Friday, November 18, 2005

Japanese places I don't like

Okay, I haven't really trashed any restaurants yet, so here it goes. And this comes with a caveat - other people seem to like these places, so this is my personal view and probably does not represent the consensus.

First of all, I do not like Ichiban's Japanese food. It may be politically incorrect to say so, but Chinese do not, generally, do Japanese food right. Key flaws with Ichiban:
1. For sushi and sashimi, they cut the fish in advance. I've never seen this done anywhere. By cutting it early they decrease the freshness of it. This is not absolutely awful for sushi rolls, as the quality of the fish is pretty well hidden in the other ingredients. It is particularly bad for sashimi, however.
2. The wrong sauces. I ordered shumai (steamed shrimp dumplings), and the sauce was totally wrong. It was like a sweet duck sauce. Shumai should be served with a spot of yellow mustard on the side and it is dipped in a soy-based sauce.

I have the same general complaints about Sushi House on New Scotland Ave. They didn't precut the fish, but the sushi was not that great. The sauces were wrong on the Japanese food.

These places are fine for Chinese food, and if you're not experienced with Japanese food (I lived in Japan for a year) you might not notice these issues. Certainly both places are popular. I have been to Ichiban a few times because people I was meeting wanted to go there.

They do tend to be cheaper than the real Japanese places, but you get what you pay for. The better Japanese places in the area are Miyako, Yoshi Sushi, Saso's, Mari's, and Mino's in Saratoga. I haven't been to the latter 3 in a while - Miyako and Yoshi are just a lot closer to where I work and live. I used to like San & Bada, but haven't been in a while so I can't say. Tokyo Sushi does a half-decent job, but Yoshi's is better and is just down the road.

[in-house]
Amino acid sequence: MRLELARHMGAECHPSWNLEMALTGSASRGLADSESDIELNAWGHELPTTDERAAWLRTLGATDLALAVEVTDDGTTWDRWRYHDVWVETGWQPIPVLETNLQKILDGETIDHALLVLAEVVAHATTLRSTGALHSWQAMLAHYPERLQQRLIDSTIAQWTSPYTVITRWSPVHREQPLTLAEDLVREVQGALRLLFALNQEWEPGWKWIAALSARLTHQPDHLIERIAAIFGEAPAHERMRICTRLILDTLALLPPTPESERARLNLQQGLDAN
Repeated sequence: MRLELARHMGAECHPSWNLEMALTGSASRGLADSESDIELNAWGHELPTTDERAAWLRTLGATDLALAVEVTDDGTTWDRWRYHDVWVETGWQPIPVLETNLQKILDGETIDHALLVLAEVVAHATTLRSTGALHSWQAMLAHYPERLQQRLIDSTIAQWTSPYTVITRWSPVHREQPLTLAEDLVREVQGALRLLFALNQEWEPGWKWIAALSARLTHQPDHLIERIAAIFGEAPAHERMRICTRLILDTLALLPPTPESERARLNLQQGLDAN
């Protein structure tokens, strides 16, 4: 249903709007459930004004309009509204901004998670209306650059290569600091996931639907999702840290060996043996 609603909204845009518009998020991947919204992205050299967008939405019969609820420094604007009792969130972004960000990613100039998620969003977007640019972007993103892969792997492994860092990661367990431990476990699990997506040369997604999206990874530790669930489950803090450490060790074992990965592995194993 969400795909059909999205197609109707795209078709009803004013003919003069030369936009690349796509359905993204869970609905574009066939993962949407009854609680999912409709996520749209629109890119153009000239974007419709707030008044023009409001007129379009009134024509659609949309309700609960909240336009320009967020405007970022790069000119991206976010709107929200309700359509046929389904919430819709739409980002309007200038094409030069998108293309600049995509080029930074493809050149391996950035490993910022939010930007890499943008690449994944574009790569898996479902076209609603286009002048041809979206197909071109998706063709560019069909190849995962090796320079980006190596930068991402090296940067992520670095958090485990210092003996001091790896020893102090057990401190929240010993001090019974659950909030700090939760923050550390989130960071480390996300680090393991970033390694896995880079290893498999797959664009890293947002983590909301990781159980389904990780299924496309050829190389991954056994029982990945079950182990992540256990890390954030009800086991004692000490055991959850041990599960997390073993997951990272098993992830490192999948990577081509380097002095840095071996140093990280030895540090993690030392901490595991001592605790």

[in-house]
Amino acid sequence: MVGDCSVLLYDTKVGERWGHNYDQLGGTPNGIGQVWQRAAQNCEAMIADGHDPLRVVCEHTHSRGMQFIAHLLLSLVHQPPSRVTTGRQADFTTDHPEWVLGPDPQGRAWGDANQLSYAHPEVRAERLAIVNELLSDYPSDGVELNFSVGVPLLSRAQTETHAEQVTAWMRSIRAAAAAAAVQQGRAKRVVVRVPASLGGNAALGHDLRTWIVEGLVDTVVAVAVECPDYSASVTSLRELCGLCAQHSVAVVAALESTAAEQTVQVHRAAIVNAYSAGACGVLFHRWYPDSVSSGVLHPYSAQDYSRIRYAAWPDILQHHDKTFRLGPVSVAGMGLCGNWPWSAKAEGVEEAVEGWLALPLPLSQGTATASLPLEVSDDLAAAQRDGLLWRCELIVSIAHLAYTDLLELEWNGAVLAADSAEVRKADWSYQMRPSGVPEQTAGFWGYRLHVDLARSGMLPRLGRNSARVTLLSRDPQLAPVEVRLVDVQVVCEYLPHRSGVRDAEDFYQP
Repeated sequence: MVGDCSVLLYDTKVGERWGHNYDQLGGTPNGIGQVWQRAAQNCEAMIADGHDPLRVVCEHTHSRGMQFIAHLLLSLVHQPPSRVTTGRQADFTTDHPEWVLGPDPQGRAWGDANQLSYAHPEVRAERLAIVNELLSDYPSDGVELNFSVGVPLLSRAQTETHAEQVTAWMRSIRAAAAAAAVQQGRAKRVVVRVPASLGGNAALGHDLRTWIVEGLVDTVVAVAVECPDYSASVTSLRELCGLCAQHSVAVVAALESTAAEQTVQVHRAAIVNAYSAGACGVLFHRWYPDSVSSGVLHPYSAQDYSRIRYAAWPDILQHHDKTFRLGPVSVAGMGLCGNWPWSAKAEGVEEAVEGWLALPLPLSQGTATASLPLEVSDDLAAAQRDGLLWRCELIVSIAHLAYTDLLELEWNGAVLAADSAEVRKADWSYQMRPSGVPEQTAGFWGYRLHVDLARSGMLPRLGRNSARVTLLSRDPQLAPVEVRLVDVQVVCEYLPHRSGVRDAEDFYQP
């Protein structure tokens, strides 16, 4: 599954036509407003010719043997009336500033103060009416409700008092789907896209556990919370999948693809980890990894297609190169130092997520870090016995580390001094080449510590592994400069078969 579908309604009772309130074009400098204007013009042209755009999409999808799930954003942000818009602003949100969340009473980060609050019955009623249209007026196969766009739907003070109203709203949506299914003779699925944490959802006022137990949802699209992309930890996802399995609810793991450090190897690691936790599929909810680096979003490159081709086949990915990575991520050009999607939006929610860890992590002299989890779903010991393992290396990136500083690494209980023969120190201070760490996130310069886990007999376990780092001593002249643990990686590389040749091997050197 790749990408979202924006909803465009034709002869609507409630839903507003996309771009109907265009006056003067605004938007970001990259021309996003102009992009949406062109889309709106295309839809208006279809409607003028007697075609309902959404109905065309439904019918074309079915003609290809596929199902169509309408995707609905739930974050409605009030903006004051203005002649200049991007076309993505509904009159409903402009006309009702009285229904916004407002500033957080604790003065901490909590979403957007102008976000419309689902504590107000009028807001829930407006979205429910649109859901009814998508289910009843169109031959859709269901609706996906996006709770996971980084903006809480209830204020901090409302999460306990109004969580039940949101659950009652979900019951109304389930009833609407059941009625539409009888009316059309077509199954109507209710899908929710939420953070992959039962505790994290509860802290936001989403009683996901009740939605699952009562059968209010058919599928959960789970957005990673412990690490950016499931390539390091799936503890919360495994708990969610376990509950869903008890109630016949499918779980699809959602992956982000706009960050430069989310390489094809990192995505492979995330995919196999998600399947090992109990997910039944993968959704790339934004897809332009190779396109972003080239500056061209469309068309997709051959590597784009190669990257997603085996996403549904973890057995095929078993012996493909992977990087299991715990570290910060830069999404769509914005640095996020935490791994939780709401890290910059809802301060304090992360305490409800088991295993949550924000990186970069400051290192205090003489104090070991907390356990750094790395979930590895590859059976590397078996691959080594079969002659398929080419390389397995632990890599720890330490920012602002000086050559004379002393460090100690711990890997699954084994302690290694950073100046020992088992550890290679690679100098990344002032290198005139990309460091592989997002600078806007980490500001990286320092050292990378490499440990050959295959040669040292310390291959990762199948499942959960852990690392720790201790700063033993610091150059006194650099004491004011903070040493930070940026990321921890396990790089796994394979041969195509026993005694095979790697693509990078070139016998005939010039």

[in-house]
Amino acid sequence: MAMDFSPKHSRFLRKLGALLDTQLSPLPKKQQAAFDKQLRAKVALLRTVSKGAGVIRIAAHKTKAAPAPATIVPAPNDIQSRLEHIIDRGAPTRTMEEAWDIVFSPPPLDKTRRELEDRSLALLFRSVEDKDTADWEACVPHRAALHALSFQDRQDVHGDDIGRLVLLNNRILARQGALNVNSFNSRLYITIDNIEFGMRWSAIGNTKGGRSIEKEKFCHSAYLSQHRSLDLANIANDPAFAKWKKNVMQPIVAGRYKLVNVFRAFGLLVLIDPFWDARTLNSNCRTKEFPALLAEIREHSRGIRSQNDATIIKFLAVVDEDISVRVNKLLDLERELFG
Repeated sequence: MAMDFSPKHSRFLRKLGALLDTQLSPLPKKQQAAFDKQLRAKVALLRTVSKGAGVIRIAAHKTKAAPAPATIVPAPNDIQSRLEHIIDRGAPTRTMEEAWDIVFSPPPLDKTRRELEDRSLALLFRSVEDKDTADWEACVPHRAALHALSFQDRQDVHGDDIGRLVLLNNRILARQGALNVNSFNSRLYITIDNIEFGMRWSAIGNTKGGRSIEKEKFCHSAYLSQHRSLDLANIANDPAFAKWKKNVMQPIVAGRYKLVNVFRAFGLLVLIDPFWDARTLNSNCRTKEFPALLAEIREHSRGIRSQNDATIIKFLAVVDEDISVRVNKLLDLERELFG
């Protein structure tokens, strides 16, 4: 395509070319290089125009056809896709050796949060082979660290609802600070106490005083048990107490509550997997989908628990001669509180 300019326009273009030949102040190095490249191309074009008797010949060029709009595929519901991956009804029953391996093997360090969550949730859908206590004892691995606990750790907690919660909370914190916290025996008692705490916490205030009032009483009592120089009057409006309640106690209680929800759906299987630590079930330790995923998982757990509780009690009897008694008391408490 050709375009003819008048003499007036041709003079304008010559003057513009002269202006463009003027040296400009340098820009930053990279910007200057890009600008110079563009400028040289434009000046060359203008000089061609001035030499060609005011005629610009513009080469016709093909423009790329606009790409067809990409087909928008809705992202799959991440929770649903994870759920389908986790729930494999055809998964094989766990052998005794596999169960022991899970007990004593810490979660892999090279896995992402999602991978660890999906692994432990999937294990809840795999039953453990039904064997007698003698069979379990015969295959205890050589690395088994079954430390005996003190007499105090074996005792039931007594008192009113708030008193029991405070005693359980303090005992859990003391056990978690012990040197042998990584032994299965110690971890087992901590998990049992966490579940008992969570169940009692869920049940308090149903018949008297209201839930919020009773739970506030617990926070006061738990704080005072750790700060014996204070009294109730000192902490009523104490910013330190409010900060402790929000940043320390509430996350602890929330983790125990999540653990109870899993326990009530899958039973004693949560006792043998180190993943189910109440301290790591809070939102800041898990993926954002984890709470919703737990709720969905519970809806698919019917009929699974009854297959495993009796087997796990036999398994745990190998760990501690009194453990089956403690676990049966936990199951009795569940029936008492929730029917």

Of course, all pale in comparison to Megu, but that's not fair since Megu is in NYC and costs about 5 to 10 times as much as the most expensive Japanese food here.


Unknown said...

Just to follow up on moonbrookhill's comment, I would just mention that Ta-Ke does have decent Korean food. I can't comment on the Japanese food because I don't order it.

There are 3 or 4 tables in the back that have grills in the middle of the table. This is for Korean barbecue - the best known dish is called bulgogi (beef). I prefer the spicy pork dish.

I brought some friends from Korea there and they liked it (or they were being polite).

I also agree that Japanese food is better in NYC or the west coast (I haven't been to Toronto enough to compare). We were in LA recently and the variety available is so much broader. There was a place that had Fukuoka-style Ramen. You really have to have spent time in Japan to understand how significant that is.

I do feel, however, that Yoshi Sushi and Miyako's are close to the level of places in NYC and LA/San Francisco. I've been to Japanese places in NYC that were nowhere near as good.

Anonymous said...

If you have the opportunity, try Hokkaido down in Glenmont. The service is wonderful and they have teppanaki tables as well as sushi and other Japanese dishes.

After being recognized as regulars we've been trying to cut back but it's such a neat place.

The spring rolls and the wasabi gyoza are just fantastic!

Unknown said...

Following up on Beauchamp's comment, I have been to Hokkaido. It's decent, but the quality is not as good as Miyako.

As for teppanyaki (where someone cooks in front of you and puts on a show), it's not genuine Japanese food. The form of cooking surface is used in Japan, but there's no show. When Benihana opened in Tokyo, it was named "Benihana of New York".

Miyako does teppanyaki (aka Hibachi table) and the key thing they get right is that the meat is very high quality and the sauces taste authentically Japanese.

Beauchamp mentions spring rolls, which are a staple of Chinese restaurants. I never once saw them in my year in Japan or on other trips.